rededicate themselves to the principles espoused in the African Union founding documents, as well as the APRM, and strengthen the continent's governance review system through deeper and more consistent support from Africa's leaders for the APRM.
The APRM programme increased in size from five to eight countries, and spread its scope to include other APRM signatory states beyond the Southern African Development Community (SADC). 2012 further saw the realisation of the long term goal of EISA'S engagement in the APRM programme to develop a sustainable and capable unit whose function is to utilise the opportunities provided by the APRM to engage on critical governance questions and issues in its delivery with the increase in the staff complement in this programme.
Grand Baie, Mauritius – 24-26 January
EISA, in partnership with the Mauritius Council of Social Services (MACOSS) and the National Economic and Social Council (NESC) hosted a two-day conference for Mauritiuan stakeholders in the APRM on 22-23 January 2012. The event, which was attended by 84 representatives of Mauritian society, met to discuss a civil society engagement plan on the Mauritius National Programme of Action (NPoA). Representatives from the South African and Kenyan National Focal Point ministries met on the 24th with the NESC council to engage on taking the discussions held with civil society organisations forward (the NESC is the national focal point for the APRM in Mauritius). The presence of the NESC and key Mauritian ministries in both the workshop and the post-conference discussions added significant value to proceedings. The conference also received widespread media coverage on Mauritian state TV and radio.
At the request of various civil society organizations in Mauritius, EISA attended and presented at a two-day meeting hosted by the United Nations Development Programme and the United Nations Economic Commission for Africa (UNECA) on Harmonising the Mauritius National Programme of Action with existing development frameworks and the Medium Term Expenditure Framework. The meeting, which took place on 23-24 April 2012, was largely attended by the state and civil servants although with a small representation from civil society.
In the area of the African Peer Review Mechanism (APRM) programme, EISA has established relationships with in-country partners to implement the programme in their respective countries. These inter-organisational relationships were strengthened during 2011. Apart from country partner organisations working with EISA on project implementation, EISA included the country partners to be a part of the evaluation of the EISA APRM programme as well as contribute to the design of a new phase of the programme at the termination of the existing phase.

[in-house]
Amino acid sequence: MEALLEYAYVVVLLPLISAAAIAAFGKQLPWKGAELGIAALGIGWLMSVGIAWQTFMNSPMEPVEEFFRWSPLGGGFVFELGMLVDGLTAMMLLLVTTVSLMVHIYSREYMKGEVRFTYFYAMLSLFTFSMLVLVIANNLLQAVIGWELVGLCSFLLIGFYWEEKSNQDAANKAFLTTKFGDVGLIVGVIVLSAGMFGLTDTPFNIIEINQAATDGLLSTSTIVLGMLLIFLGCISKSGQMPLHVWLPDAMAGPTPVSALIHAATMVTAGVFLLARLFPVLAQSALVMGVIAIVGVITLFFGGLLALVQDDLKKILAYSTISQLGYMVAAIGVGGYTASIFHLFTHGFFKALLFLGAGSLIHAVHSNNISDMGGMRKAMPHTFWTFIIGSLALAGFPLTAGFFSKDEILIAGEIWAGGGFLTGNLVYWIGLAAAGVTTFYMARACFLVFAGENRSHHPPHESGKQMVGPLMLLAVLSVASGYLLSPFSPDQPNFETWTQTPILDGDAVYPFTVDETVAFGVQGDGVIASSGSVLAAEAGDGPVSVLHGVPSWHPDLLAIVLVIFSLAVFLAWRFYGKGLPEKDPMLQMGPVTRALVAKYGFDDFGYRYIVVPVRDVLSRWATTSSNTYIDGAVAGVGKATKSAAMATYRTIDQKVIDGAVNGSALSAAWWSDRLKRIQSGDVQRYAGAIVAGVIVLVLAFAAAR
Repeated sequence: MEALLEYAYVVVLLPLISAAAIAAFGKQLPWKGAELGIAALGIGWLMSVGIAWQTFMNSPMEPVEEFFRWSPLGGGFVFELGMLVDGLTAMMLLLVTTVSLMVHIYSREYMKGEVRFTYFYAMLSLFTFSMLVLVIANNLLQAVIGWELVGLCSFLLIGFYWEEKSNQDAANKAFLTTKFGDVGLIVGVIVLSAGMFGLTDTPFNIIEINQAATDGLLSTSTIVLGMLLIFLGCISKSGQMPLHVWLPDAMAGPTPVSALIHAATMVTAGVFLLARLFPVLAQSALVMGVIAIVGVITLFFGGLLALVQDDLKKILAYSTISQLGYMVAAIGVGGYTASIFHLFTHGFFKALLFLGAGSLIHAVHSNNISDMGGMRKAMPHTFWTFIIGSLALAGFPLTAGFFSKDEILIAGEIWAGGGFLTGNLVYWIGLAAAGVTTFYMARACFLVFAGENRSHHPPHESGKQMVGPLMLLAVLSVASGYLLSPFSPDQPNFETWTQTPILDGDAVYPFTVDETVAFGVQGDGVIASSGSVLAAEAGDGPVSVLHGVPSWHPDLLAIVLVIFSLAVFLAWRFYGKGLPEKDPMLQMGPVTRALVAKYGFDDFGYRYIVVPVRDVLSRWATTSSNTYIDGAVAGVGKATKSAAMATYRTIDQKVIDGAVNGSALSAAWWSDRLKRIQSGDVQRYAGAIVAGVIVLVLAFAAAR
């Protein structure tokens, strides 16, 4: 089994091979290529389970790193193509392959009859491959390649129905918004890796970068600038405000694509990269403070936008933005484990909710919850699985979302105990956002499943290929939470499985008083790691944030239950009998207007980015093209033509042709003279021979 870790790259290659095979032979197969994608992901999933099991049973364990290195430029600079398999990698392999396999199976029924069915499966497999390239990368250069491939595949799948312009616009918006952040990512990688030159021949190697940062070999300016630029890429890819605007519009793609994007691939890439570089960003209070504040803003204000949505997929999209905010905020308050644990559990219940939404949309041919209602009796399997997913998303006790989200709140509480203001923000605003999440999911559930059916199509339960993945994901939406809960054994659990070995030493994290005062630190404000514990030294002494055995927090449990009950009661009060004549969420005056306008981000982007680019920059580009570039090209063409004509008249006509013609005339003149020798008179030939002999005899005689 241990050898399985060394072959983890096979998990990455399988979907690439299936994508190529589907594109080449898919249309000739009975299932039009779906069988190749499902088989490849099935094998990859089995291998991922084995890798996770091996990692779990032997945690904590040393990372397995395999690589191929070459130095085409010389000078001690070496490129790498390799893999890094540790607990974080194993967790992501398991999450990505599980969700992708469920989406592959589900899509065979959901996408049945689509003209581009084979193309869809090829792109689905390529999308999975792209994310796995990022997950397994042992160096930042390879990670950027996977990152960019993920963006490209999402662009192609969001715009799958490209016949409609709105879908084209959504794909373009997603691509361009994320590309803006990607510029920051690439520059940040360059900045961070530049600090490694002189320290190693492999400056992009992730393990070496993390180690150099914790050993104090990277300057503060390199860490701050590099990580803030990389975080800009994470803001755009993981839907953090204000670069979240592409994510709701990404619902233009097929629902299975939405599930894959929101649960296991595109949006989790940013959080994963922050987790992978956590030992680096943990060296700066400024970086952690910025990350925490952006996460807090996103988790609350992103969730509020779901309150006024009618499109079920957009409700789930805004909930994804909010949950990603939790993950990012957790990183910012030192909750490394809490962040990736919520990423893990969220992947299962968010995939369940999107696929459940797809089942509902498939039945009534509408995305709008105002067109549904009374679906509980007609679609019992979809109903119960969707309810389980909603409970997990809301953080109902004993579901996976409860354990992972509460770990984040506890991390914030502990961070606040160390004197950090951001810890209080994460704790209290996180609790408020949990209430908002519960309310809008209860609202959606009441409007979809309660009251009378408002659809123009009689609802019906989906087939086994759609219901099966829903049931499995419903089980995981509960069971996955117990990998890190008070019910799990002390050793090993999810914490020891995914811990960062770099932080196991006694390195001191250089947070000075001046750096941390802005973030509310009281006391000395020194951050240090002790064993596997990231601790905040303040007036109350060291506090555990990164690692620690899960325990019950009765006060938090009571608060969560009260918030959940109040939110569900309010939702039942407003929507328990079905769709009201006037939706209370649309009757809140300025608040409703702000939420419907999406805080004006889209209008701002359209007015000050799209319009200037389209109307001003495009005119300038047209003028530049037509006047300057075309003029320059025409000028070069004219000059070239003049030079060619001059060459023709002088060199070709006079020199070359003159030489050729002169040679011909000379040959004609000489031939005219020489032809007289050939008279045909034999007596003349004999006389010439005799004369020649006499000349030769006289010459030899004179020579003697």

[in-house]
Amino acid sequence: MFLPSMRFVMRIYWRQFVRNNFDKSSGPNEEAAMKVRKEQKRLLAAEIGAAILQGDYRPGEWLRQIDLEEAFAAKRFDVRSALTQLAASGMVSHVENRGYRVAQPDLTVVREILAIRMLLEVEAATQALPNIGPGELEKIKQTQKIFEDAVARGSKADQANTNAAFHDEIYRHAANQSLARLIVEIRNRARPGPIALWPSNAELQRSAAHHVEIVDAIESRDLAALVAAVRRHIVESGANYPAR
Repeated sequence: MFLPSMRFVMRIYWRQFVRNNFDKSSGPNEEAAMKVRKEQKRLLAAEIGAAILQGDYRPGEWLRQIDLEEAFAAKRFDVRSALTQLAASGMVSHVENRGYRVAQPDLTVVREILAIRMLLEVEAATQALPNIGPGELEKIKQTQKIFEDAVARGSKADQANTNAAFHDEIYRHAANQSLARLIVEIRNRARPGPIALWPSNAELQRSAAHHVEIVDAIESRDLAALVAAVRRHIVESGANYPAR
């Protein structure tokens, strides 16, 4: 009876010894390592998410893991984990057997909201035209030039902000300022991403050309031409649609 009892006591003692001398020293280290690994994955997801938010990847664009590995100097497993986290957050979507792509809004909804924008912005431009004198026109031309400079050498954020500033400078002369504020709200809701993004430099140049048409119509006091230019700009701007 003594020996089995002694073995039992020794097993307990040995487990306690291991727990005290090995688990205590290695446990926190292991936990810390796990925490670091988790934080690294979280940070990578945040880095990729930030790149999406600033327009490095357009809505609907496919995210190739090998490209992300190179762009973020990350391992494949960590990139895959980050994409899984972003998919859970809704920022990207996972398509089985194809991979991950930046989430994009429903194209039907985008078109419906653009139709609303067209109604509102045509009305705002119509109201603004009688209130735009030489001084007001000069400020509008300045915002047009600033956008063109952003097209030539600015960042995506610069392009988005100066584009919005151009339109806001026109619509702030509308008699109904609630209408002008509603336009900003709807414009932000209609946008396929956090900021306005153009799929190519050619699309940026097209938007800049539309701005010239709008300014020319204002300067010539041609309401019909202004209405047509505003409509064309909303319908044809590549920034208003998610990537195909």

During 2011, EISA held three in-country national conferences in Tanzania, Zambia and Mozambique, as well as convened a summative end-of-programme conference to draw together the lessons learned during the four-year APRM programme. The summative conference was also used to shape a future phase of the APRM programme in order to ensure that EISA's programme design remains appropriately consistent with addressing the priority needs and challenges identified by country stakeholders themselves.
In partnership with the APRM Secretariat in Tanzania and the Legal Human Rights Centre (LHRC), EISA hosted a two-day conference for Tanzanian stakeholders in the APRM on 18-19 May 2011. The event, attended by 113 representatives of Tanzanian civil society and government (including 15 representatives from Zanzibar), discussed the state of the APRM in Tanzania, the government's commitment to the mechanism and the possibility of establishing a CSO network to coordinate responses from CSOs to APRM developments. Tanzanian CSOs expressed their firm commitment to the APRM process, regardless of funding constraints, indicating that they would adopt a strategy of 'action now, funding later' in order to strengthen CSO participation in the APRM. The participation of official APRM institutions in the workshop added value to the whole conference.
EISA, in collaboration with the Zambian National Governing Council and the Civil Society Organisations' APRM Secretariat, hosted a workshop on the 10-11 August 2011 in Lusaka to discuss CSO preparations for the adoption of the Zambia Country Report and the implementation of its National Programme of Action (NPOA). The workshop was attended by 47 representatives from civil society and state institutions, which, in the context of the impending national elections in the country, demonstrated the extent of the commitment from CSOs to the APRM in Zambia. Zambia is the first country where civil society took the proactive step of forming a network to coordinate its response around the APRM and this model has been inspirational to other APRM signatory states in the region who have sought to emulate this model.
EISA, in collaboration with the Mozambique National Governing Council, and supported by the EISA Mozambique field office, hosted a workshop on the 22-23 November 2011 to discuss the popularization of the recently translated APRM Country Report from its original English into the more widely accessible Portuguese, and CSO preparation and coordination in response to the country's NPOA. The meeting was attended by 74 representatives from CSOs and state institutions, and drew on comparative experiences from the lessons learnt by the South African National Governing Council (NGC) members who participated in the workshop as resource persons.